The only pretence which could be set up to the lands of the Cherokees, supposing them unprotected by their treaties with our national government, would, in the opinion of your memorialists, be that claim of the strong to the possessions of the weak, which has been miscalled the right of conquest. But if obtained by conquest those lands were won by the disinterested soldiers of our revolution, who inspired by genuine, patriotism, a love of liberty and of virtuous fame, hazarded, or sacrificed, wealth, health, blood, and life itself in that perilous struggle. Your memorialists observe, therefore, with pain that those territorial acquisitions have been, by promised distribution, held up as the means of influencing a portion of our countrymen to forget what is believed due to the national character to humanity, and to those rights of man, which are so well portrayed in our Declaration of Independence.

Your memorialists admit that there may be plausible ground for the opinion expressed by the Secretary of War, and other eminent men, that the ultimate happiness of the red men, would be best consulted by their removal beyond the reach of the cupidity of the whites, if such a spot can be found for them in this side of the grave; and it should diminish the mortification of the undersigned at the contemplated evasion of our national engagements agreeably to the reprobated principle that the end justifies the means, did facts allow them to suppose that the ultimate happiness of the red men and their neighbors was the incentive of this policy.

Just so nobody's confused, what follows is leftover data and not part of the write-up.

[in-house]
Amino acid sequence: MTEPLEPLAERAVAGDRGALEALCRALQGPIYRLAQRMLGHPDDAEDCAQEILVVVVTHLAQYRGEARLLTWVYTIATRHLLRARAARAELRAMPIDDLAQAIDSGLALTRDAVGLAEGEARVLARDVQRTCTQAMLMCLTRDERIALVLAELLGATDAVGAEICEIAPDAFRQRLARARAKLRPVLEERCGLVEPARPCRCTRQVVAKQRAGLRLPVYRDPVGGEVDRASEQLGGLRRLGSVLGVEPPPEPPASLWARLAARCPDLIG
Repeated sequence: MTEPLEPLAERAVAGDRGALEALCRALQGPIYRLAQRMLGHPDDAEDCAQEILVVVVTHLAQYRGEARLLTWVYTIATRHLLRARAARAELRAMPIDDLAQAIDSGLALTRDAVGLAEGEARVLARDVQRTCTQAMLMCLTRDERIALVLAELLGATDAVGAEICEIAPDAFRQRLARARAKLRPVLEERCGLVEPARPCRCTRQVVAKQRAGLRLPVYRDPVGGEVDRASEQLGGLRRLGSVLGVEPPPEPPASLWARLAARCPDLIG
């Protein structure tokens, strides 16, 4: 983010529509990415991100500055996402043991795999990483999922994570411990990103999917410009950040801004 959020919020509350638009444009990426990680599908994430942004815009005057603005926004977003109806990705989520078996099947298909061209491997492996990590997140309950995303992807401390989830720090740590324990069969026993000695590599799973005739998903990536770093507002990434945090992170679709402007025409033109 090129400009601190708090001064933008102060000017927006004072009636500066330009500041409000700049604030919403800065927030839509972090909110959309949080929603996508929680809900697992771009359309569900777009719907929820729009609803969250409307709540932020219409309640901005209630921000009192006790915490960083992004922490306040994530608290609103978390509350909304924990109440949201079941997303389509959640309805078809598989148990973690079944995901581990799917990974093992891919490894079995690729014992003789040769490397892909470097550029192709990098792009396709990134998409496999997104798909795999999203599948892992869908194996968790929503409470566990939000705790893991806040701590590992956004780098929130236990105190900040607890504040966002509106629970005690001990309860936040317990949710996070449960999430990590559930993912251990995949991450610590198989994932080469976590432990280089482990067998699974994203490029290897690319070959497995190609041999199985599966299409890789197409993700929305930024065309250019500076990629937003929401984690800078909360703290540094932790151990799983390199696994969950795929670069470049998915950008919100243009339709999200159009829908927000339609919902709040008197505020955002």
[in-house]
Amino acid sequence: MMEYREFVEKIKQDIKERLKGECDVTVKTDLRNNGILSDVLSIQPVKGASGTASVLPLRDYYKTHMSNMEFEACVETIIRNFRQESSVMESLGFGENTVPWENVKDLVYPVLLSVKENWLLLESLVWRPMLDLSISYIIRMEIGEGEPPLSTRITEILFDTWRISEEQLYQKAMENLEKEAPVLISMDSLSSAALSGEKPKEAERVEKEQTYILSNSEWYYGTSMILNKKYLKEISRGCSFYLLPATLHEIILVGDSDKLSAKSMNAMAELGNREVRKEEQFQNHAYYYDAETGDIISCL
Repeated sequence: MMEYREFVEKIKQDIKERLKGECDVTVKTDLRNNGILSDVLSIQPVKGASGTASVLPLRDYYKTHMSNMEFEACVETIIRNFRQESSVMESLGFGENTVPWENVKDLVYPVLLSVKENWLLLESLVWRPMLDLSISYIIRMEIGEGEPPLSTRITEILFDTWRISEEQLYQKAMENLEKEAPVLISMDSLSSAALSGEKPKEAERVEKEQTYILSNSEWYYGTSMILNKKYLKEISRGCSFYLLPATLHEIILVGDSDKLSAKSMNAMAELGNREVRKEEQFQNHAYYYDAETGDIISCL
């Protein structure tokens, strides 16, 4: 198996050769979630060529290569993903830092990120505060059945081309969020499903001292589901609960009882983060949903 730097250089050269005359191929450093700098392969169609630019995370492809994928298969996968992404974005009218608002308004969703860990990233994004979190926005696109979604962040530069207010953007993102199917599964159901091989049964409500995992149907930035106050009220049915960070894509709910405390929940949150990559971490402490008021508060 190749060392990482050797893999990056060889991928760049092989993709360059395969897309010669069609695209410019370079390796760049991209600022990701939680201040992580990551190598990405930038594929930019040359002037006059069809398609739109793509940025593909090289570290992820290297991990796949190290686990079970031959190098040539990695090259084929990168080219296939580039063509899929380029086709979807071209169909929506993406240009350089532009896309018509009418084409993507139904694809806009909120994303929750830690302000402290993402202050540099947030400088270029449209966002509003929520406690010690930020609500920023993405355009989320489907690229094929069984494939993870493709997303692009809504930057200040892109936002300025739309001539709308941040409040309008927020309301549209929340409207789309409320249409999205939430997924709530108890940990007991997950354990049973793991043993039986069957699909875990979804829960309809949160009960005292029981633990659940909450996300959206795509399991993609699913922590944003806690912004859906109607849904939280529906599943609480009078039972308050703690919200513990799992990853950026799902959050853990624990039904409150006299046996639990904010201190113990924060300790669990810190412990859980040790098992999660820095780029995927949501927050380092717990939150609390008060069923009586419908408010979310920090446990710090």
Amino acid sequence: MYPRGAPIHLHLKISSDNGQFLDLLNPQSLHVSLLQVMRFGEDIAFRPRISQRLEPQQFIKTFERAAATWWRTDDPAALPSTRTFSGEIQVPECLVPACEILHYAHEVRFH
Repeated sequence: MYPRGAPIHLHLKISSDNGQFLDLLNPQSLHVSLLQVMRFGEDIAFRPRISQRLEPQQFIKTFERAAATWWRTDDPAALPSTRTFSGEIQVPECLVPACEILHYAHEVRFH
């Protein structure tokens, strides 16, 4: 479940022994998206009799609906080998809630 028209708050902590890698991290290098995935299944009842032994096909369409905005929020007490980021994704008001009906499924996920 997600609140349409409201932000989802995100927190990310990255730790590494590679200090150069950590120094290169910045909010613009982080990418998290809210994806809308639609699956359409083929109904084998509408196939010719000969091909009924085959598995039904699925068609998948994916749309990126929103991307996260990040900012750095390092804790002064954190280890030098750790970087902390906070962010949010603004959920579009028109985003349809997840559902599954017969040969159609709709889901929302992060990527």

But had such been the incentive instead of projected lotteries, and other methods of effecting a promiscuous partition of the Cherokee lands among the adjoining population your memorialists would expect to read of a plan for those lands, in order to create a fund for the benefit of a people expatriated for the common good. In that case your memorialists would not have had to complain that with respect to the territory acquired and the national reputation established by the impoverishment of the heroes of the revolution, the one is to be tarnished, in order that the other may be employed for the enrichment of a multitude, happening to reside within the geographical boundaries unjustly and injudiciously assigned by a foreign monarch, to one of his provinces.